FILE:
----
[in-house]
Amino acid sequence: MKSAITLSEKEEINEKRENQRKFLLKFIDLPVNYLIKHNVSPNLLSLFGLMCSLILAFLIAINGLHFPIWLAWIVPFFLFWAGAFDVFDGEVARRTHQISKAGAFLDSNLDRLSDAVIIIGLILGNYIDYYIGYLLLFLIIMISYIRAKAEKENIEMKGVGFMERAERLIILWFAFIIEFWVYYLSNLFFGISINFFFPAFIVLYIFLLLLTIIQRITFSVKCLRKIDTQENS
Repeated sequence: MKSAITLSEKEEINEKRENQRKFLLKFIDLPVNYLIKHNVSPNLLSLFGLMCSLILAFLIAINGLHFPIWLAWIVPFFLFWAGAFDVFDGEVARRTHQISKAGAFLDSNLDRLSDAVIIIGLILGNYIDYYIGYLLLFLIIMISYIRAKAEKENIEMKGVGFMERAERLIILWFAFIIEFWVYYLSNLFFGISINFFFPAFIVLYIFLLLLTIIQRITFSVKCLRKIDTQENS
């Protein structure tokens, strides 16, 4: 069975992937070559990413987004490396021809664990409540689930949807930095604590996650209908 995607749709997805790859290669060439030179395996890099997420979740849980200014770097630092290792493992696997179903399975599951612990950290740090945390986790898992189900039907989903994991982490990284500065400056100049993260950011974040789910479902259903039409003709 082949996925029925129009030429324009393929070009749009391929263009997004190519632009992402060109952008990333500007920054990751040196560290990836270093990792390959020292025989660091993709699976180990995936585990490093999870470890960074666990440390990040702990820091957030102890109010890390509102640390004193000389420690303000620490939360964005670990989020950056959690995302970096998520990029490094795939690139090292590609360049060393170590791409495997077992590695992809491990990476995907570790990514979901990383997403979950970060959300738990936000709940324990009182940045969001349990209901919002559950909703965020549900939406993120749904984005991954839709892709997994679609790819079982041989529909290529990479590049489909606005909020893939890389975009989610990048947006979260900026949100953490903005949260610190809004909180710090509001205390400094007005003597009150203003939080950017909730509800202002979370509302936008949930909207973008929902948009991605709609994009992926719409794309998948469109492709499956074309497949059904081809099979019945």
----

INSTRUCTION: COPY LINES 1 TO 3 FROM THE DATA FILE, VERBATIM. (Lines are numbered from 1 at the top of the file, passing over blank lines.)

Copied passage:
[in-house]
Amino acid sequence: MKSAITLSEKEEINEKRENQRKFLLKFIDLPVNYLIKHNVSPNLLSLFGLMCSLILAFLIAINGLHFPIWLAWIVPFFLFWAGAFDVFDGEVARRTHQISKAGAFLDSNLDRLSDAVIIIGLILGNYIDYYIGYLLLFLIIMISYIRAKAEKENIEMKGVGFMERAERLIILWFAFIIEFWVYYLSNLFFGISINFFFPAFIVLYIFLLLLTIIQRITFSVKCLRKIDTQENS
Repeated sequence: MKSAITLSEKEEINEKRENQRKFLLKFIDLPVNYLIKHNVSPNLLSLFGLMCSLILAFLIAINGLHFPIWLAWIVPFFLFWAGAFDVFDGEVARRTHQISKAGAFLDSNLDRLSDAVIIIGLILGNYIDYYIGYLLLFLIIMISYIRAKAEKENIEMKGVGFMERAERLIILWFAFIIEFWVYYLSNLFFGISINFFFPAFIVLYIFLLLLTIIQRITFSVKCLRKIDTQENS